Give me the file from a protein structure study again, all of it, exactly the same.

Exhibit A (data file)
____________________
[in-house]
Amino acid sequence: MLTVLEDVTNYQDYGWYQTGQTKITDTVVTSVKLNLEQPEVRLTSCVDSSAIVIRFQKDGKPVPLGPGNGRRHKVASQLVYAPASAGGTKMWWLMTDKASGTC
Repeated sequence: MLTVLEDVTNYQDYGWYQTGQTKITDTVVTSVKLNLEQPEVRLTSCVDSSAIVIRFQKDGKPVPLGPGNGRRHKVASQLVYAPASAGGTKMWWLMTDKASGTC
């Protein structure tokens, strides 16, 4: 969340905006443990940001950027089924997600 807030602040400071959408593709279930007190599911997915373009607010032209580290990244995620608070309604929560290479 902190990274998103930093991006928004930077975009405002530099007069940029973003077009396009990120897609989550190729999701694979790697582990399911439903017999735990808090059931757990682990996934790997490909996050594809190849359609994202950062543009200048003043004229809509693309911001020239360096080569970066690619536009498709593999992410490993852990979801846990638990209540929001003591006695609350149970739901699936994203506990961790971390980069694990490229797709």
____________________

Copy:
[in-house]
Amino acid sequence: MLTVLEDVTNYQDYGWYQTGQTKITDTVVTSVKLNLEQPEVRLTSCVDSSAIVIRFQKDGKPVPLGPGNGRRHKVASQLVYAPASAGGTKMWWLMTDKASGTC
Repeated sequence: MLTVLEDVTNYQDYGWYQTGQTKITDTVVTSVKLNLEQPEVRLTSCVDSSAIVIRFQKDGKPVPLGPGNGRRHKVASQLVYAPASAGGTKMWWLMTDKASGTC
């Protein structure tokens, strides 16, 4: 969340905006443990940001950027089924997600 807030602040400071959408593709279930007190599911997915373009607010032209580290990244995620608070309604929560290479 902190990274998103930093991006928004930077975009405002530099007069940029973003077009396009990120897609989550190729999701694979790697582990399911439903017999735990808090059931757990682990996934790997490909996050594809190849359609994202950062543009200048003043004229809509693309911001020239360096080569970066690619536009498709593999992410490993852990979801846990638990209540929001003591006695609350149970739901699936994203506990961790971390980069694990490229797709």